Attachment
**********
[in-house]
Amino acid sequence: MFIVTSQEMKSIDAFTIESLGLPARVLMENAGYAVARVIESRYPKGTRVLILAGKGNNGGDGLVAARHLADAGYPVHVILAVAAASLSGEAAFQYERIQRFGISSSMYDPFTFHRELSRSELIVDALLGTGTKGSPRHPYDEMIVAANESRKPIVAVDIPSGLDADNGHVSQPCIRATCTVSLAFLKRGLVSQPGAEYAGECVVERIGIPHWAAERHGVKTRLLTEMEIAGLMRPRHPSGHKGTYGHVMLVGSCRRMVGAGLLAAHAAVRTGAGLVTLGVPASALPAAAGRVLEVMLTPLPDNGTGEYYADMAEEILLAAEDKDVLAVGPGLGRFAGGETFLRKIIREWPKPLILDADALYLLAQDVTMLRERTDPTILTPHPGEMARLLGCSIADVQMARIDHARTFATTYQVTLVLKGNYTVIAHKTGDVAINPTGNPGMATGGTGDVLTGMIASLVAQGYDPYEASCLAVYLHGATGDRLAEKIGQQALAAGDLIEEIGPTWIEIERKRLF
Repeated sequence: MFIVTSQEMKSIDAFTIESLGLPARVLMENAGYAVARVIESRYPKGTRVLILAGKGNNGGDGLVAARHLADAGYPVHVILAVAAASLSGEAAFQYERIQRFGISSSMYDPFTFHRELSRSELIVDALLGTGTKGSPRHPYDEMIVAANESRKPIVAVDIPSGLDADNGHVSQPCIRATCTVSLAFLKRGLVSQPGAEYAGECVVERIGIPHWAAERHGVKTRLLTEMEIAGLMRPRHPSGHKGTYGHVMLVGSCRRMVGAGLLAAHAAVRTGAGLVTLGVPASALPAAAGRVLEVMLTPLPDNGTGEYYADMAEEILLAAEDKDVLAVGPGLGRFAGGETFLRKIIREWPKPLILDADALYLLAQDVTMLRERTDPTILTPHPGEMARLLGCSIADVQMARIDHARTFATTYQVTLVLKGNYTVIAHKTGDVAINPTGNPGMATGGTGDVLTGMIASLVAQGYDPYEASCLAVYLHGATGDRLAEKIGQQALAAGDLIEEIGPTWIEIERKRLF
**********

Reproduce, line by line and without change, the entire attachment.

[in-house]
Amino acid sequence: MFIVTSQEMKSIDAFTIESLGLPARVLMENAGYAVARVIESRYPKGTRVLILAGKGNNGGDGLVAARHLADAGYPVHVILAVAAASLSGEAAFQYERIQRFGISSSMYDPFTFHRELSRSELIVDALLGTGTKGSPRHPYDEMIVAANESRKPIVAVDIPSGLDADNGHVSQPCIRATCTVSLAFLKRGLVSQPGAEYAGECVVERIGIPHWAAERHGVKTRLLTEMEIAGLMRPRHPSGHKGTYGHVMLVGSCRRMVGAGLLAAHAAVRTGAGLVTLGVPASALPAAAGRVLEVMLTPLPDNGTGEYYADMAEEILLAAEDKDVLAVGPGLGRFAGGETFLRKIIREWPKPLILDADALYLLAQDVTMLRERTDPTILTPHPGEMARLLGCSIADVQMARIDHARTFATTYQVTLVLKGNYTVIAHKTGDVAINPTGNPGMATGGTGDVLTGMIASLVAQGYDPYEASCLAVYLHGATGDRLAEKIGQQALAAGDLIEEIGPTWIEIERKRLF
Repeated sequence: MFIVTSQEMKSIDAFTIESLGLPARVLMENAGYAVARVIESRYPKGTRVLILAGKGNNGGDGLVAARHLADAGYPVHVILAVAAASLSGEAAFQYERIQRFGISSSMYDPFTFHRELSRSELIVDALLGTGTKGSPRHPYDEMIVAANESRKPIVAVDIPSGLDADNGHVSQPCIRATCTVSLAFLKRGLVSQPGAEYAGECVVERIGIPHWAAERHGVKTRLLTEMEIAGLMRPRHPSGHKGTYGHVMLVGSCRRMVGAGLLAAHAAVRTGAGLVTLGVPASALPAAAGRVLEVMLTPLPDNGTGEYYADMAEEILLAAEDKDVLAVGPGLGRFAGGETFLRKIIREWPKPLILDADALYLLAQDVTMLRERTDPTILTPHPGEMARLLGCSIADVQMARIDHARTFATTYQVTLVLKGNYTVIAHKTGDVAINPTGNPGMATGGTGDVLTGMIASLVAQGYDPYEASCLAVYLHGATGDRLAEKIGQQALAAGDLIEEIGPTWIEIERKRLF